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Dark Spots & Hyperpigmentation

author image Barbara Diggs
Barbara Diggs is a freelance writer living in France. A former corporate lawyer, she has been writing professionally since 2006. She has been published in numerous print and online magazines, specializing in travel, parenting, history and law. Diggs is a graduate of Wesleyan University and Stanford Law School.
Dark Spots & Hyperpigmentation
Dark spot pigmentation is often caused by sunlight. Photo Credit Jupiterimages/BananaStock/Getty Images

Dark patches or spots -- those that are darker than your normal skin tone -- are a common cosmetic condition. These areas of discoloration, often referred to as age spots, liver spots or hyperpigmentation, are generally harmless and can affect people of every race and skin tone. In most cases, dark spots can be treated, although sometimes with difficulty.

Why They Appear

Skin contains a brown pigment called melanin. Dark spots occur when an excess of melanin forms deposits in the skin. These deposits appear on the surface of the skin as dark blemishes or patches.

Sun and Age

Dark spots have a variety of causes, the most common of which are age and long-term sun exposure. When your skin is exposed to the sun, your body starts to produce extra melanin to protect against damage from the ultraviolet light in the sun’s rays. The overproduction of melanin appears in the form of a tan, or as dark spots in areas that are already hyperpigmented. Dark spots may also be caused by hormonal changes. Pregnancy or certain medications, such as birth control pills or acne medication, can trigger an overproduction of melanin. In these cases, the darkened areas are more likely to appear as swaths or patches than as spots.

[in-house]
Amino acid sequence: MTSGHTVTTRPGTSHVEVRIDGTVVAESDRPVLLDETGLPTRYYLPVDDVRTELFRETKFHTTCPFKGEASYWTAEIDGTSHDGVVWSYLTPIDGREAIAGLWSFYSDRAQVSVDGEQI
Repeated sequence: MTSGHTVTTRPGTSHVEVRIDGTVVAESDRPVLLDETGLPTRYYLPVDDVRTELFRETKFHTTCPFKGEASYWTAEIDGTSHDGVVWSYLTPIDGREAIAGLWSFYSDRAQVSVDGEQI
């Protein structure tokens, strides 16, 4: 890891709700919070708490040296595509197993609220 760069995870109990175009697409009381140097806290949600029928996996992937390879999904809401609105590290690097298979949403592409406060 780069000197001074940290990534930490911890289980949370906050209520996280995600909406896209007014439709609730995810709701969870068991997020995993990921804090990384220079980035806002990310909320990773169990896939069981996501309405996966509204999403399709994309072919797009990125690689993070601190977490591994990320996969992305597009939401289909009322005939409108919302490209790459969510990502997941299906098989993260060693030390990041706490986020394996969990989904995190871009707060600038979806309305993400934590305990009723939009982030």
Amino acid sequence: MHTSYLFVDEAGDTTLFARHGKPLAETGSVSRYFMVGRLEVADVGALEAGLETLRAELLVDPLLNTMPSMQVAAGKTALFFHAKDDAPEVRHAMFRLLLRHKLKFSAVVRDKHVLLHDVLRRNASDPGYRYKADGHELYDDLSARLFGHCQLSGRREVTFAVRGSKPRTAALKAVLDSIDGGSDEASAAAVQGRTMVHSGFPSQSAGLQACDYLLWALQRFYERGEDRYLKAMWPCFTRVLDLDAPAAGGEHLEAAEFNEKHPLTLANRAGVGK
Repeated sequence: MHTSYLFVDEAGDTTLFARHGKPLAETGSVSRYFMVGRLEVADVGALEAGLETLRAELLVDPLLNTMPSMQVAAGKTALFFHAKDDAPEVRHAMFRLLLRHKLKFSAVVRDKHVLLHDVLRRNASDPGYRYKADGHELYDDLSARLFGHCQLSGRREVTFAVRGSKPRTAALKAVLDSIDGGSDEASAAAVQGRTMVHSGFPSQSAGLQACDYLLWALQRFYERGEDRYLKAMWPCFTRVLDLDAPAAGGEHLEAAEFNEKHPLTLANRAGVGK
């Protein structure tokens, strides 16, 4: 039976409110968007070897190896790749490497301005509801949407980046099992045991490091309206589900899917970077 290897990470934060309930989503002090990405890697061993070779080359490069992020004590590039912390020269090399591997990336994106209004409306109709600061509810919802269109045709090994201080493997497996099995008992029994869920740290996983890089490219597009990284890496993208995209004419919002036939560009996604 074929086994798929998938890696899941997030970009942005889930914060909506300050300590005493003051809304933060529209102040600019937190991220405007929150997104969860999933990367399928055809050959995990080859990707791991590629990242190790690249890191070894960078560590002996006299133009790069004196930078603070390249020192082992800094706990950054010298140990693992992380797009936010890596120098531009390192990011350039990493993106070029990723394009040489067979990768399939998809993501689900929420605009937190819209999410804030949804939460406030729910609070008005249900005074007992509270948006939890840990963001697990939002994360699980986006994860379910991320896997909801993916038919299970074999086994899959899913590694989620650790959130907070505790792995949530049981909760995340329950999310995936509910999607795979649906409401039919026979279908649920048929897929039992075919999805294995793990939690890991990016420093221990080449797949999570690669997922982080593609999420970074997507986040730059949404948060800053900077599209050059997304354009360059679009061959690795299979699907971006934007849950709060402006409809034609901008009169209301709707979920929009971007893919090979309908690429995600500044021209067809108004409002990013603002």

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Appearance and Location

Dark spots usually appear as flat, round, brown marks with irregular edges. They can be as small as a pinpoint or as large as a dime. They tend to appear in places on the skin that receive frequent sun exposure, such as the face, hands, forearms, shoulders and upper back.


Lighten and fade dark spots with over-the-counter or prescription creams containing hydroquinone, a type of bleach. Your doctor may prescribe a cream containing tretinoin and cortisone. Laser treatments are also highly effective at reducing or fading hyperpigmentation, as lasers can remove the pigment without disturbing the color of the surrounding skin. However, no treatment is permanent. If you continue to expose your skin to the sun, the spots are likely to reappear.


Protecting your skin from the sun is the key to preventing dark spots. Apply sunscreen with a high sun protection factor 30 minutes before going outside, and wear clothes that cover exposed skin and a wide-brimmed hat to shade your face. If you believe that your dark spots are caused by medication, such as birth control pills or acne medicine, talk to your doctor about alternative prescriptions.

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